In the latest issue:

An Ordinary Woman

Alan Bennett

Anglo-America Loses its Grip

Pankaj Mishra

Short Cuts: John Bolton’s Unwitting Usefulness

Mattathias Schwartz

Smells of Hell

Keith Thomas

Mrs Oliphant

Tom Crewe

Tippett’s Knack

Philip Clark

At Tate Modern: Steve McQueen

Colin Grant

Catherine Lacey

Nicole Flattery

Churchill’s Cook

Rosemary Hill

The ‘Batrachomyomachia’

Ange Mlinko

On Dorothea Lange

Joanna Biggs

Paid to Race

Jon Day

Poem: ‘Traveller’s Tales: Chapter 90’

August Kleinzahler

The Soho Alphabet

Andrew O’Hagan

Old Tunes

Stephen Sedley

Victor Serge’s Defective Bolshevism

Tariq Ali

The Murdrous Machiavel

Erin Maglaque

Diary: Insane after coronavirus?

Patricia Lockwood

Two PoemsCharles Simic
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Car Graveyard

This is where all our joy rides ended:
Our fathers at the wheel, our mothers
With picnic baskets on their knees
As we sat in the back with our mouths open.

We were driving straight into the sunrise.
The country was flat. A city rose before us,
Its windows burning with the setting sun
That vanished as we quit the highway
And rolled down a dusky meadow
Strewn with beer cans and candy wrappers,
Till we came to a stop beside an old Ford.

First, the radio preacher lost his voice
Then our four tyres went flat.
The springs popped out of the upholstery
Like a nest of rattlesnakes,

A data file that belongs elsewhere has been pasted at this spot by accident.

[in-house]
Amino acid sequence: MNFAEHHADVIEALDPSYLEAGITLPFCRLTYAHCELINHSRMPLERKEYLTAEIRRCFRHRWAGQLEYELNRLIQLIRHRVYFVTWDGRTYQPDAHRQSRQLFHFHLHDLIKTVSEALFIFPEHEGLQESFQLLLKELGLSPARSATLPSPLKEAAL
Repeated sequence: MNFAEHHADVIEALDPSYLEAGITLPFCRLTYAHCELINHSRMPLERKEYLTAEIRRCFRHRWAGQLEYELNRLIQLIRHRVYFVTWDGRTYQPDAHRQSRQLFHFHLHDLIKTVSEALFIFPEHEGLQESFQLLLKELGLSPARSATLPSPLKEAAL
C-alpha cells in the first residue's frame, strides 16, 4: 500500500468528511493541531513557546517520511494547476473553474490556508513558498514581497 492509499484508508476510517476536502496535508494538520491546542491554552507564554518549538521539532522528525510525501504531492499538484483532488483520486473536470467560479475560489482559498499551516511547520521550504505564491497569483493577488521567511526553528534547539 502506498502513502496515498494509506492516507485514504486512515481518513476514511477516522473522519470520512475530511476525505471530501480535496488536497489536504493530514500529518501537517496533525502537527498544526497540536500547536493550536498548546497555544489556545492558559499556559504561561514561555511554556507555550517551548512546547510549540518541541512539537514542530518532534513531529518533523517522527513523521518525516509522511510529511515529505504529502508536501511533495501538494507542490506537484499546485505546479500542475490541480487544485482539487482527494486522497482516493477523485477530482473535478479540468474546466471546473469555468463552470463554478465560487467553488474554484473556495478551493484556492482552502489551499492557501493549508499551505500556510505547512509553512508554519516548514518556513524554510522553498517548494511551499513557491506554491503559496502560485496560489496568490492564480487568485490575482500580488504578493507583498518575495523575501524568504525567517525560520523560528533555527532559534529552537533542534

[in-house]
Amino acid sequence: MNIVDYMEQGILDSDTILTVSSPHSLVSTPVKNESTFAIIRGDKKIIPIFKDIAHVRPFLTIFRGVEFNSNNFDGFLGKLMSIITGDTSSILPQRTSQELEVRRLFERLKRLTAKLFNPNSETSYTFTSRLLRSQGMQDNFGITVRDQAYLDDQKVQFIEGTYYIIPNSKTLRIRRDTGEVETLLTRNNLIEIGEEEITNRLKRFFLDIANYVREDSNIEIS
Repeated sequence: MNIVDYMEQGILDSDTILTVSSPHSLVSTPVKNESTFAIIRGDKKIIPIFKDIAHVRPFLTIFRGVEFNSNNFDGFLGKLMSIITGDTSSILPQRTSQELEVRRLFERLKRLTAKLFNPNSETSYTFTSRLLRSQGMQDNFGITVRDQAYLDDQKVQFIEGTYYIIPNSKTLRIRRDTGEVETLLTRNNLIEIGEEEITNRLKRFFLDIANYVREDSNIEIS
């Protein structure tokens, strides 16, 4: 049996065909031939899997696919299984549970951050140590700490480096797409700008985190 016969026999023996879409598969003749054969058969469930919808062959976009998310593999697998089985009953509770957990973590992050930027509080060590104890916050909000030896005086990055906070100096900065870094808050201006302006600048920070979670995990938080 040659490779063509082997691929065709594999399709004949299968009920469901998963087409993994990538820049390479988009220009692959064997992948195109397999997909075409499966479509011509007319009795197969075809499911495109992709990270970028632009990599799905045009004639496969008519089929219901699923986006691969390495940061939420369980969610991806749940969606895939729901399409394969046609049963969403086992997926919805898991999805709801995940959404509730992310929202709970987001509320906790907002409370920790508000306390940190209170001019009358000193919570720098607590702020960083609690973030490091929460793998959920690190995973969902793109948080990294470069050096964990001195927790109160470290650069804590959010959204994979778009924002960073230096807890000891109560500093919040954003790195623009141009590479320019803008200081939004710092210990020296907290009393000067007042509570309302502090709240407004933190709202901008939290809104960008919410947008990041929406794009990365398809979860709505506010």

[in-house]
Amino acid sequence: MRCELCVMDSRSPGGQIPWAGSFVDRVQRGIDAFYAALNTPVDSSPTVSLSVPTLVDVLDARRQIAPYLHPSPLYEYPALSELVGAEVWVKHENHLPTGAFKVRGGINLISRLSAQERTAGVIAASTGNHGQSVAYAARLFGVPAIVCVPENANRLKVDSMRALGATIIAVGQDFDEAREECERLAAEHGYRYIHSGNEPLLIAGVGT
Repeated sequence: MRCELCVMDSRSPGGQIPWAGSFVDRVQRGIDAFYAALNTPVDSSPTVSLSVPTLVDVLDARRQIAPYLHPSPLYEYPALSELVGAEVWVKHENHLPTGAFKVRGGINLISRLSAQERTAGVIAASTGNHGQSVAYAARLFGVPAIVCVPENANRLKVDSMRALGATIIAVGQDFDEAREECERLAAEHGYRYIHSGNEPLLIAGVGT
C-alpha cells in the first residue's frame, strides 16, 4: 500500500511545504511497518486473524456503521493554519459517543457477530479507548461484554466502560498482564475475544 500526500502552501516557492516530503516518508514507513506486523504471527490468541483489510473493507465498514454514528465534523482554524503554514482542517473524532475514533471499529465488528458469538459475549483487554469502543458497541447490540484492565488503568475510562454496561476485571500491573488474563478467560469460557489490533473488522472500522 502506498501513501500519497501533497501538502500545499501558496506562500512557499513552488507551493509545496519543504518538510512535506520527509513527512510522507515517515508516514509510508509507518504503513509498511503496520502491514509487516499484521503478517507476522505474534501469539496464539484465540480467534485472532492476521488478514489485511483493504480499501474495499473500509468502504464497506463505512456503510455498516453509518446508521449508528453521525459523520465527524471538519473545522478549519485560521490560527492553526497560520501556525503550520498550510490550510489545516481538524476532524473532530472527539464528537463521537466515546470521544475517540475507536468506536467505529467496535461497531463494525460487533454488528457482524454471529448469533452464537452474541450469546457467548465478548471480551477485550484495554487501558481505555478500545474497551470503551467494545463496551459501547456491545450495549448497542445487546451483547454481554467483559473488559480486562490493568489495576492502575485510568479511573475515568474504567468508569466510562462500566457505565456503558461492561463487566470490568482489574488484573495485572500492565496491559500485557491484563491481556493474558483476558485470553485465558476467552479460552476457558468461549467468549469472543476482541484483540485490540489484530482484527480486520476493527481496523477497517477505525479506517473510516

As we tried to remain calm.
Later that night we heard giggles
Out of a junked hearse – then, not a peep
Till the day of the Resurrection.

Empty Barbershop

In pursuit of happiness, you may yet
Draw close to it momentarily
In one of these two leather-bound chairs
With the help of scissors and a comb,

Draped to the chin with a long white sheet,
While your head slips through
The invisible barber’s greasy fingers
Making your hair stand up straight,

While he presses the razor to your throat,
Causing your eyes to pop open
As you discern in the mirror before you
The full length of the empty barbershop

With two vacant chairs and past them
The street, commensurately empty,
Except for the pressed and blurred face
Of someone straining to look inside.

Used Clothing Store

A large stock of past lives
To rummage through
For the one that fits you,
Frayed at the collar,
Cleaned and newly pressed.

A dummy dressed in black
Is at the door to greet you.
His eyes are blue.
His moustache looks drawn
With the tip of a dead cigar.

He is surprised to see you.
Towers of pants are tilting,
As you turn to flee,
Towers of hats are falling –
And it’s like a wild cry
Muffled by a quick hand.

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